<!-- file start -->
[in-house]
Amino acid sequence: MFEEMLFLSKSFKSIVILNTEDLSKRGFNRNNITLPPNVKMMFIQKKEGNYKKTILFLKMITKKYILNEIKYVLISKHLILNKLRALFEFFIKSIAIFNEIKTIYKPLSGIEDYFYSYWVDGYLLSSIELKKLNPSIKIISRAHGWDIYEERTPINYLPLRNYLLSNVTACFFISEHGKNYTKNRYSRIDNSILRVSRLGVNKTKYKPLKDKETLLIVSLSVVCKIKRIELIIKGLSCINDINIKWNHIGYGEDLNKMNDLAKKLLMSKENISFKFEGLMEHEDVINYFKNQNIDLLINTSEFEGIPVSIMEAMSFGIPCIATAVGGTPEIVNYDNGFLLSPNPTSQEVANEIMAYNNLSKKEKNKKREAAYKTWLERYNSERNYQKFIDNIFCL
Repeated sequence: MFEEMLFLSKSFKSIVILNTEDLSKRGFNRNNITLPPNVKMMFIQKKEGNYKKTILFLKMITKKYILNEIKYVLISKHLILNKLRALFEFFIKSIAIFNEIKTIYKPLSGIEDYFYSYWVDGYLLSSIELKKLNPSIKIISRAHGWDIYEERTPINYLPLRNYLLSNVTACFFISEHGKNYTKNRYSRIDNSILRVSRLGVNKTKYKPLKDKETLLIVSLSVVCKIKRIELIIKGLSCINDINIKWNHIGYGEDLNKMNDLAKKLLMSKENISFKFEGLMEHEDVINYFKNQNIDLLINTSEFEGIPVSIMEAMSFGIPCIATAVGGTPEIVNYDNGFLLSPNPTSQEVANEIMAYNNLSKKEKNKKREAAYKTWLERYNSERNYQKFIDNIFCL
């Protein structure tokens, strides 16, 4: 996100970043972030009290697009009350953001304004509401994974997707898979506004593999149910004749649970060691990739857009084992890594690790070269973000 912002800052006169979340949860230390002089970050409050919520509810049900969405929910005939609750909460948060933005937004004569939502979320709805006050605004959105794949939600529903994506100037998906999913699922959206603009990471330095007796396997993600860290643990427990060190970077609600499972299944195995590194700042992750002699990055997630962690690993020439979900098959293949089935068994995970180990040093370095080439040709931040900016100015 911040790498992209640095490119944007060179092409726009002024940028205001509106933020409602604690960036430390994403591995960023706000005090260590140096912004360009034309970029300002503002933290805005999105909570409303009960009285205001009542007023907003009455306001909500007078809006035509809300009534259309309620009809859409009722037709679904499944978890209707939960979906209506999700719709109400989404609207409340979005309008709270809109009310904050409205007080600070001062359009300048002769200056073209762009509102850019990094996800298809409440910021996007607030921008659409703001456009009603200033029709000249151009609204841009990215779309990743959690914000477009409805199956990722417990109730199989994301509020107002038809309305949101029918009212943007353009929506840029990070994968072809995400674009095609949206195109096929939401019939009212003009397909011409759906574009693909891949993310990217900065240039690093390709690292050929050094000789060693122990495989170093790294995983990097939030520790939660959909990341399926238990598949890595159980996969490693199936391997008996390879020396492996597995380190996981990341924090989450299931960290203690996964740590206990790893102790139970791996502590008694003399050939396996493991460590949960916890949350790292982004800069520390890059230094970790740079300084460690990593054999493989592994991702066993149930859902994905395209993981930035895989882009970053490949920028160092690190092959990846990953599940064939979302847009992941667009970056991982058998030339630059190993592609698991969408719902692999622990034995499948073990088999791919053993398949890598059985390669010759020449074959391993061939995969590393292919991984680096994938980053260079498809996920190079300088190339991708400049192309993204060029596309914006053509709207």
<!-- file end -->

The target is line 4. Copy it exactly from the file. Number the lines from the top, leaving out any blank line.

């Protein structure tokens, strides 16, 4: 996100970043972030009290697009009350953001304004509401994974997707898979506004593999149910004749649970060691990739857009084992890594690790070269973000 912002800052006169979340949860230390002089970050409050919520509810049900969405929910005939609750909460948060933005937004004569939502979320709805006050605004959105794949939600529903994506100037998906999913699922959206603009990471330095007796396997993600860290643990427990060190970077609600499972299944195995590194700042992750002699990055997630962690690993020439979900098959293949089935068994995970180990040093370095080439040709931040900016100015 911040790498992209640095490119944007060179092409726009002024940028205001509106933020409602604690960036430390994403591995960023706000005090260590140096912004360009034309970029300002503002933290805005999105909570409303009960009285205001009542007023907003009455306001909500007078809006035509809300009534259309309620009809859409009722037709679904499944978890209707939960979906209506999700719709109400989404609207409340979005309008709270809109009310904050409205007080600070001062359009300048002769200056073209762009509102850019990094996800298809409440910021996007607030921008659409703001456009009603200033029709000249151009609204841009990215779309990743959690914000477009409805199956990722417990109730199989994301509020107002038809309305949101029918009212943007353009929506840029990070994968072809995400674009095609949206195109096929939401019939009212003009397909011409759906574009693909891949993310990217900065240039690093390709690292050929050094000789060693122990495989170093790294995983990097939030520790939660959909990341399926238990598949890595159980996969490693199936391997008996390879020396492996597995380190996981990341924090989450299931960290203690996964740590206990790893102790139970791996502590008694003399050939396996493991460590949960916890949350790292982004800069520390890059230094970790740079300084460690990593054999493989592994991702066993149930859902994905395209993981930035895989882009970053490949920028160092690190092959990846990953599940064939979302847009992941667009970056991982058998030339630059190993592609698991969408719902692999622990034995499948073990088999791919053993398949890598059985390669010759020449074959391993061939995969590393292919991984680096994938980053260079498809996920190079300088190339991708400049192309993204060029596309914006053509709207």